Eight Principles to Focus On

Sam Swift, CFA, CFP®, AIF®

Jan 21, 2016

By: Sam Swift, CFA, CFP®

In times of significant stock market declines, it’s good to step back and remember a few key principles.

This is normal

Over the past century, U.S. stock markets have experienced a drop of 10% about once per year on average. They experienced a drop of 20% about every three and a half years. Despite this, they have produced annualized returns near 10% over their history.

The past is obvious, but the future isn’t

There’s an entire field of finance dedicated to investor behavior that has essentially concluded we’re irrational. One of the main problems behavioral finance has identified is hindsight bias. That is, past events always seem to have been predictable and certain after the fact—of course tech stocks were way overvalued in the late 90’s…of course the housing market was overheated in 2007…obviously the collapse of Lehman was going to lead to the biggest drop since the Great Depression. Though the revisionist history makes us feel dumb for not taking action, the truth is that these explanations were not obvious in real time. Just look at the following chart from last year:

2015 Market Headlines

There’s little correlation between current events and market movements. The current drop could be because there are fears about China or low oil prices (who would have guessed that low energy prices are now a negative thing for the market?!), but it could also be because many investors needed to liquidate some cash for taxes. We don’t know for sure. The only real explanation for any market drop is that there were more sellers than buyers.

There are always reasons to fear a market drop…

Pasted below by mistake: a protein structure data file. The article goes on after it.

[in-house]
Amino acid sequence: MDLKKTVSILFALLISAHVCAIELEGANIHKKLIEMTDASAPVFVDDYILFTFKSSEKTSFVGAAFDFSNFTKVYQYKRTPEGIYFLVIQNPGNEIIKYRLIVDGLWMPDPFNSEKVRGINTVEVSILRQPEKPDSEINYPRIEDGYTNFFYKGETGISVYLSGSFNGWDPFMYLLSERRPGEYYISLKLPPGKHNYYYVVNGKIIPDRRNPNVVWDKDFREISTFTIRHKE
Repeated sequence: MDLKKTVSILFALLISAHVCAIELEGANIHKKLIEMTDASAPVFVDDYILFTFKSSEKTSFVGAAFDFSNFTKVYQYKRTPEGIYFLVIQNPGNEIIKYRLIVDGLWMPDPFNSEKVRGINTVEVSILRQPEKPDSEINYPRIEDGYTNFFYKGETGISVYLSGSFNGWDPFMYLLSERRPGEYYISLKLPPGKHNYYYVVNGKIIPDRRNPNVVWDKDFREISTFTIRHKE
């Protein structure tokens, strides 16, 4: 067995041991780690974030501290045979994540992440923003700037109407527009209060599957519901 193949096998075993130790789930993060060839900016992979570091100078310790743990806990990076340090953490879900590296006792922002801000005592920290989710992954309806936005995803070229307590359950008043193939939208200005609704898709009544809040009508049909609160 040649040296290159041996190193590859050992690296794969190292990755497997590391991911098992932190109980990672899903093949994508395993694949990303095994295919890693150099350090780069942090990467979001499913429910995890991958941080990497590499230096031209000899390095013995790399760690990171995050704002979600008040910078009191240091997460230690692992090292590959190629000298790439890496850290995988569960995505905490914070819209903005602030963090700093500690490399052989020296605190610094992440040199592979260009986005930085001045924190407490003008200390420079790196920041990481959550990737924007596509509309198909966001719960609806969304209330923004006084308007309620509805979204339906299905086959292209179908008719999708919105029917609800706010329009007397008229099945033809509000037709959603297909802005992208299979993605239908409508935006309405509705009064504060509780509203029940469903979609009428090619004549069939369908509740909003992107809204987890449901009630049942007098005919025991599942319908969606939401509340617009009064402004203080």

The risk that your portfolio can experience significant short-term drops in value is the reason we expect significantly positive long-term returns! If the ride was easy, we wouldn’t get paid.

Economic Events

…but markets are resilient

Performance of a Normal Balanced Strategy

Your instincts are your worst enemy when it comes to investing

Market Cycle

It seems crazy to our reptilian brain to do nothing when our account values are getting smaller and smaller—EMERGENCY! EMERGENCY! AVOID DANGER! It’s how we’re wired.

Unfortunately, our instincts don’t kick in to tell us we’re in danger at the right time when it comes to investing. Our reaction to hide often comes after the threat has run its course. Nobody wants to sell while the market is peaking, but everyone wants to sell after it’s already dropped 10% or 20%. If you stop to think about it though, you’ve likely experienced a significant portion of the drop already –the average bear market lasts for fifteen months and drops 25%. By bailing after a slump, your risk of missing a rapid upswing outweighs your risk of avoiding further losses.

Timing the market is nearly impossible and will likely derail your plan

“The stock market is designed to transfer money from the active to the patient.”—Warren Buffett

It’s easy to think you could just sell and sit on the sidelines until things cool down—you’re not market timing, you may think, but just taking a breather. Ben Casselman at fivethirtyeight.com looked at a scenario comparing a buy and hold investor to one who would “play it safe”—that is, sell any time the market lost five percent in a week, but buy back in once the market had rebounded three percent from wherever it bottomed out. With hindsight, that’s pretty effective timing. Here are the results:

Buy.hold versus Safe

This would have caused significant harm to someone’s overall wealth over a 35 year period—they end up with only half what they otherwise would have.

Positive market returns happen quickly and randomly

The following chart shows the impact of missing just a few days of positive market returns.

Positive Market Return

That’s right, if you missed just the 25 best days of the last 45 years, you end up with only about one fourth of the wealth you otherwise would have had. The only way to make sure you don’t miss those days is to stay invested.

Most importantly, you have a plan

The money you have invested in the stock market is money you shouldn’t need for a minimum of five years. For the money you do need in the next five years, you should have a significant amount invested in short-term, high-quality fixed income that will remain relatively stable and be able to fund your lifestyle while stocks inevitably recover. Any good plan factors in unavoidable market drops and is structured such that your life will not be derailed by them. Nick Murray is a respected financial advisor and author and sums it up best:

“All financial success comes from acting on a plan. A lot of financial failure comes from reacting to the market.”


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